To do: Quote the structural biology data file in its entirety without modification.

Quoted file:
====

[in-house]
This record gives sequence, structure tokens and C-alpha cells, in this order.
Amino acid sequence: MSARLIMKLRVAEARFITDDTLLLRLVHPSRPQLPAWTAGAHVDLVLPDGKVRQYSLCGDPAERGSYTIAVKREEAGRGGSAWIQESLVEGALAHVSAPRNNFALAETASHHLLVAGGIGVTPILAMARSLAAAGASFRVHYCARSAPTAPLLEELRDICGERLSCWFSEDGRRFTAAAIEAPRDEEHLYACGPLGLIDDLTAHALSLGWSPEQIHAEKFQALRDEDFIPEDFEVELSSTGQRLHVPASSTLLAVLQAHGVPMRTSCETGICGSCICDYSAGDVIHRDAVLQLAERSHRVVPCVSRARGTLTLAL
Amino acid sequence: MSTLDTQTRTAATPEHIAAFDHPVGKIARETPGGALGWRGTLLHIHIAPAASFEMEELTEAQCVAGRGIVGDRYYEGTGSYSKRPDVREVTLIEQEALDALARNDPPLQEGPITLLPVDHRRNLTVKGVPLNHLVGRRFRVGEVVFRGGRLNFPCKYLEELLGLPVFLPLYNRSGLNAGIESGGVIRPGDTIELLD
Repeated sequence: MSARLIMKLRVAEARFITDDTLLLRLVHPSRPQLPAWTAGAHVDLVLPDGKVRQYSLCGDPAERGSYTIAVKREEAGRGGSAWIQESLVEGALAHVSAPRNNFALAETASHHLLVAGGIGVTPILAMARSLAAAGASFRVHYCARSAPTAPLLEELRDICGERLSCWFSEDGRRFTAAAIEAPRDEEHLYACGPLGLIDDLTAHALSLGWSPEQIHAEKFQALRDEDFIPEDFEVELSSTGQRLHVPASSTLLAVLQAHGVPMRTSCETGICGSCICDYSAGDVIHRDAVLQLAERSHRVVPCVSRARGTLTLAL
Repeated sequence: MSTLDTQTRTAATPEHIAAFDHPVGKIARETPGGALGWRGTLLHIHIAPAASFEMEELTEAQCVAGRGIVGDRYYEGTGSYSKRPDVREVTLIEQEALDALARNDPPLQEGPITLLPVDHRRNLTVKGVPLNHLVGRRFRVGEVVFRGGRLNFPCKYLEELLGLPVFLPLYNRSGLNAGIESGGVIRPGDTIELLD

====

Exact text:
[in-house]
This record gives sequence, structure tokens and C-alpha cells, in this order.
Amino acid sequence: MSARLIMKLRVAEARFITDDTLLLRLVHPSRPQLPAWTAGAHVDLVLPDGKVRQYSLCGDPAERGSYTIAVKREEAGRGGSAWIQESLVEGALAHVSAPRNNFALAETASHHLLVAGGIGVTPILAMARSLAAAGASFRVHYCARSAPTAPLLEELRDICGERLSCWFSEDGRRFTAAAIEAPRDEEHLYACGPLGLIDDLTAHALSLGWSPEQIHAEKFQALRDEDFIPEDFEVELSSTGQRLHVPASSTLLAVLQAHGVPMRTSCETGICGSCICDYSAGDVIHRDAVLQLAERSHRVVPCVSRARGTLTLAL
Amino acid sequence: MSTLDTQTRTAATPEHIAAFDHPVGKIARETPGGALGWRGTLLHIHIAPAASFEMEELTEAQCVAGRGIVGDRYYEGTGSYSKRPDVREVTLIEQEALDALARNDPPLQEGPITLLPVDHRRNLTVKGVPLNHLVGRRFRVGEVVFRGGRLNFPCKYLEELLGLPVFLPLYNRSGLNAGIESGGVIRPGDTIELLD
Repeated sequence: MSARLIMKLRVAEARFITDDTLLLRLVHPSRPQLPAWTAGAHVDLVLPDGKVRQYSLCGDPAERGSYTIAVKREEAGRGGSAWIQESLVEGALAHVSAPRNNFALAETASHHLLVAGGIGVTPILAMARSLAAAGASFRVHYCARSAPTAPLLEELRDICGERLSCWFSEDGRRFTAAAIEAPRDEEHLYACGPLGLIDDLTAHALSLGWSPEQIHAEKFQALRDEDFIPEDFEVELSSTGQRLHVPASSTLLAVLQAHGVPMRTSCETGICGSCICDYSAGDVIHRDAVLQLAERSHRVVPCVSRARGTLTLAL
Repeated sequence: MSTLDTQTRTAATPEHIAAFDHPVGKIARETPGGALGWRGTLLHIHIAPAASFEMEELTEAQCVAGRGIVGDRYYEGTGSYSKRPDVREVTLIEQEALDALARNDPPLQEGPITLLPVDHRRNLTVKGVPLNHLVGRRFRVGEVVFRGGRLNFPCKYLEELLGLPVFLPLYNRSGLNAGIESGGVIRPGDTIELLD